I was 32 weeks into my pregnancy when my water broke — two full months before my twins were due. Before I could process what was happening, I had given birth to two tiny humans who couldn’t yet eat or breathe on their own. They spent the first month of their lives in a neonatal intensive care unit (NICU).

Few people plan for a preterm birth, even when 1 in 10 U.S. births come early. Most expecting parents count on having those last few weeks to prepare for the baby and — in the U.S. at least — to work as many hours as possible to help afford what comes next. Those last few weeks of work are essential as workers prepare for what is often unpaid parental leave and the new costs of caring for an infant.

As a result, preterm birth sends many families reeling — not just from the jarring experience of seeing their tiny baby connected to tubes and alarms, but also from suddenly having to afford a hospital stay while facing an earlier-than-expected interruption of work. And too many are also figuring out how to stay employed when they have no paid or unpaid leave from work, despite having a baby in the hospital. A horrifying fact is that a quarter of new mothers return to work within two weeks of having a baby — even when their baby is still hospitalized. Too many families are forced to choose paying the bills over caring for medically fragile newborns in their first weeks of life, and these difficult choices do not stop as those babies grow — whether it’s a preterm infant, a child with cancer, a parent with Parkinson’s disease, or a spouse recovering from COVID-19, too many families are forced to choose between keeping their jobs versus caring for loved ones who need them.  

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I was thrilled, therefore, when congressional leadership chose to include a paid leave program as a core component of the proposed Build Back Better package. It seemed like a no-brainer for the U.S. to join nearly every other country around the world in implementing paid leave, especially in this COVID-19 era. If we learn nothing else from the pandemic, I thought, at least we’ll emerge with an understanding that paid medical and family leave is necessary for a thriving economy.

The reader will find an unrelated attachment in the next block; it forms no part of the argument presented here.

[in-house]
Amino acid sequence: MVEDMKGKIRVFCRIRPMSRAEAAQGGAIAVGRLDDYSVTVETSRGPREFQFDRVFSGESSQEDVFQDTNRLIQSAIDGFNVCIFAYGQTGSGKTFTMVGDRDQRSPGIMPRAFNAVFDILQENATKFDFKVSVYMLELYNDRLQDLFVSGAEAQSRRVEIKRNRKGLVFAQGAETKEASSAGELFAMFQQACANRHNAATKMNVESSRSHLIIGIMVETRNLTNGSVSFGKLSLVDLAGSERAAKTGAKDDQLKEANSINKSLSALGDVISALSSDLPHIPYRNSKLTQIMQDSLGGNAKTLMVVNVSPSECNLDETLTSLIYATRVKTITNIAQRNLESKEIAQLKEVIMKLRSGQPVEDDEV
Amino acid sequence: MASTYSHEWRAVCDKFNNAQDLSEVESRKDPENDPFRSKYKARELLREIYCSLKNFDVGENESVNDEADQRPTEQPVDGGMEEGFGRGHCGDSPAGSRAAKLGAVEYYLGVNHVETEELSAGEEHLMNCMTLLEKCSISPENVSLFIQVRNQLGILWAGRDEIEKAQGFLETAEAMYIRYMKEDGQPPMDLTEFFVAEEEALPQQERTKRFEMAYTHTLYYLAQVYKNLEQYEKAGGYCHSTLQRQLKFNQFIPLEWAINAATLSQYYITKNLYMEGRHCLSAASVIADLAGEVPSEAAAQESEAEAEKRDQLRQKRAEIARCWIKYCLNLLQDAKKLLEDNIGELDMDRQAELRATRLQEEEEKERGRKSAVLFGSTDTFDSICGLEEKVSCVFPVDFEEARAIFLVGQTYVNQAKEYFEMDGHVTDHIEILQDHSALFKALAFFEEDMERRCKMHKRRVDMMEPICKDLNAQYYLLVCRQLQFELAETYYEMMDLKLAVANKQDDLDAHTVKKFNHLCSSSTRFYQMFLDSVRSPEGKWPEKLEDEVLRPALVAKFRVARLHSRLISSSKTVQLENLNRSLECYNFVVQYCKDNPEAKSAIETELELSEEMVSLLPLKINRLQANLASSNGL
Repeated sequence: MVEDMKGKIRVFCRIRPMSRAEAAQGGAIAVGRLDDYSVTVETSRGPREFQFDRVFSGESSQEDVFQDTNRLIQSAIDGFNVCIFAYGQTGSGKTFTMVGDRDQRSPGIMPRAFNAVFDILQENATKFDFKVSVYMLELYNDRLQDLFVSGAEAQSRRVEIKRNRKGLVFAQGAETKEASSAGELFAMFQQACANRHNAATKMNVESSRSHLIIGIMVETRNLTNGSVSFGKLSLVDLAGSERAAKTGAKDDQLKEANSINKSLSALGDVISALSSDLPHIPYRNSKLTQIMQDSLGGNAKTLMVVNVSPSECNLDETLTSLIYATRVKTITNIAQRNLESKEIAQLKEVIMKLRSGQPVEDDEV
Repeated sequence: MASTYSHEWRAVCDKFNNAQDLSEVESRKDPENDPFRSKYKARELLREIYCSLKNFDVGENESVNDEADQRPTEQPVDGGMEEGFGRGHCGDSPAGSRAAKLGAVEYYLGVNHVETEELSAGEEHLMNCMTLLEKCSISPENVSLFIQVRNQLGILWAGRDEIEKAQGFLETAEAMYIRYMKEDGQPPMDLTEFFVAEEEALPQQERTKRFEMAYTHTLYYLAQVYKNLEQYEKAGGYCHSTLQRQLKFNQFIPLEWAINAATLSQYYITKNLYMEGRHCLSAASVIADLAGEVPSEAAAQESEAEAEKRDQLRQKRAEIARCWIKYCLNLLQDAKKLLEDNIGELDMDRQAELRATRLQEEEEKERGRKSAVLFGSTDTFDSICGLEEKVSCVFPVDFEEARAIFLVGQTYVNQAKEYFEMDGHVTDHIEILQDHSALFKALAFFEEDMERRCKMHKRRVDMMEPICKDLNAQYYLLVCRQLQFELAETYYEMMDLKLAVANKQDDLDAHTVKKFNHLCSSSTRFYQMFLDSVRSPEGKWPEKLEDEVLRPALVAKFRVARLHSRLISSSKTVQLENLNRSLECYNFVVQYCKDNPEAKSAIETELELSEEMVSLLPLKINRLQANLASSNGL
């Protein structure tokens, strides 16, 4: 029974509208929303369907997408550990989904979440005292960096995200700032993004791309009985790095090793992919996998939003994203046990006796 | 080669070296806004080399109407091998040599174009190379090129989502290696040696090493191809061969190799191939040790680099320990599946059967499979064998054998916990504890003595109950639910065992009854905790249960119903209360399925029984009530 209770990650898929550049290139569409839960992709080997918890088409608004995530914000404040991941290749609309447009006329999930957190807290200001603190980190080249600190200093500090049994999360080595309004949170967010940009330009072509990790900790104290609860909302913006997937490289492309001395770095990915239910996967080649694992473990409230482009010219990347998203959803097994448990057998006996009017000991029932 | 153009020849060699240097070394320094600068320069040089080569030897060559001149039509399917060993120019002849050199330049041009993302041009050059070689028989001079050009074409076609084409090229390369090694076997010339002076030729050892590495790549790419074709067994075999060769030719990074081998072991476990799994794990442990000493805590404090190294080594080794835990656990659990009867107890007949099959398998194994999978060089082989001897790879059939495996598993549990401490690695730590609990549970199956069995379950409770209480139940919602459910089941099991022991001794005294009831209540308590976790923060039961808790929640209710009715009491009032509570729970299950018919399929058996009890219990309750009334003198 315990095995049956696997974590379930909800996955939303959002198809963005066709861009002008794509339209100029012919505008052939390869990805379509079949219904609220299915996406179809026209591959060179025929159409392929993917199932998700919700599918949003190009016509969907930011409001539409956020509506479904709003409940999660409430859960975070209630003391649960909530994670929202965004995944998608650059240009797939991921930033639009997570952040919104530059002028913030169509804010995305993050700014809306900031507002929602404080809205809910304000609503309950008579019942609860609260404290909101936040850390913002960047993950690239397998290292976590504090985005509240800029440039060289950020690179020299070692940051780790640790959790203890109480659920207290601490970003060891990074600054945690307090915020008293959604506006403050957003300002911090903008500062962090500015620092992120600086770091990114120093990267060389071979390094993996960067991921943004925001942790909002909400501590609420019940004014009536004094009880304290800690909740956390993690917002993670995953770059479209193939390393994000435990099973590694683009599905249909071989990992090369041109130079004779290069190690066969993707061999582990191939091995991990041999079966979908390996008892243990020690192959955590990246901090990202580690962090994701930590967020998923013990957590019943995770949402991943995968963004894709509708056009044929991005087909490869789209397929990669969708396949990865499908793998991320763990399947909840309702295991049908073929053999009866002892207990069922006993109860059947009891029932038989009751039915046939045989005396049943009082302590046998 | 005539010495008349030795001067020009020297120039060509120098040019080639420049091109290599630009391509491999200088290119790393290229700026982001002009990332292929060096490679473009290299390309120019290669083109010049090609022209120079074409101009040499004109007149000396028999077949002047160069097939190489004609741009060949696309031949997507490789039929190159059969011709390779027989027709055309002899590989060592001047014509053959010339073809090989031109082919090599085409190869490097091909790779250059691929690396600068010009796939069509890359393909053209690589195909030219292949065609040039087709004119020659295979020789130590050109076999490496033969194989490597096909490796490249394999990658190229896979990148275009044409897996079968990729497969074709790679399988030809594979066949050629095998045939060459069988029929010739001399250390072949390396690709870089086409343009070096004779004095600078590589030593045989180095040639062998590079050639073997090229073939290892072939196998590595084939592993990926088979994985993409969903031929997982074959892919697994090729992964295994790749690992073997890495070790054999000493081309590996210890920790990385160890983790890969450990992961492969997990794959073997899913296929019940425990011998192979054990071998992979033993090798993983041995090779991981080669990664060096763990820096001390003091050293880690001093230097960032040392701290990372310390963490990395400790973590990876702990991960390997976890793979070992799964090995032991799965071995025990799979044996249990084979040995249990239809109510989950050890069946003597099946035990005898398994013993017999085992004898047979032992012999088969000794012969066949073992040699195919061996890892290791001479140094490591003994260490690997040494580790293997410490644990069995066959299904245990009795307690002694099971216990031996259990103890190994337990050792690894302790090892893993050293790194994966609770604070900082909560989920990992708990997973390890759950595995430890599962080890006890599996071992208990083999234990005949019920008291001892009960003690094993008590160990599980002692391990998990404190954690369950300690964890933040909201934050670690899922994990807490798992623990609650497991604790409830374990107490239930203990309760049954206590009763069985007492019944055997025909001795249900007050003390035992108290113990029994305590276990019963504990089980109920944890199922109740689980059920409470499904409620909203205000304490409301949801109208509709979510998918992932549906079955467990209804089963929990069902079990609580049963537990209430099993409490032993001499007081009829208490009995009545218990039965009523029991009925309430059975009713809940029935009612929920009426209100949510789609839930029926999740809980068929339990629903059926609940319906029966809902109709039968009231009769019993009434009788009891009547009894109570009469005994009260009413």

In recent weeks, though, the Senate has been playing politics with this essential provision. Most recently, it has been scaled back to only four weeks of leave with some arguing that even that is too much. And I have to ask, what on Earth are they thinking?

Study after study shows that access to paid leave helps keep families afloat and less dependent on safety net programs like food stamps and TANF. Paid leave is associated with better health outcomes for infants and new mothers. It keeps workers in the workforce — an outcome that is especially important in the face of our current labor shortage. And it increases worker productivity, which is good for businesses and the economy. And it is popular with voters and — crucially — with business owners. In other words, paid leave is wise investment in American workers, and clearly belongs in any plan that aspires to build our economy.

As I see the news out of Congress, I can’t help but think about the parents I met during my time in the NICU. The mom who was fired because she told her boss she would need time off when her baby — who weighed less than a pound at birth — was discharged. Another who lost her job because her baby came early and she hadn’t accrued enough sick days to recover from her C-section. And the dad who came in at 6 a.m. every day to drop off breast milk his wife had pumped before she went to work. He’d say a quick hello to his baby on a ventilator before rushing off to work. 

Sometimes the unexpected happens. It’s time for Congress to ensure that the unexpected won’t spell disaster for working families. Congress must include paid family and medical leave in the Build Back Better plan.

Jennifer C. Greenfield is an associate professor at the University of Denver’s Graduate School of Social Work.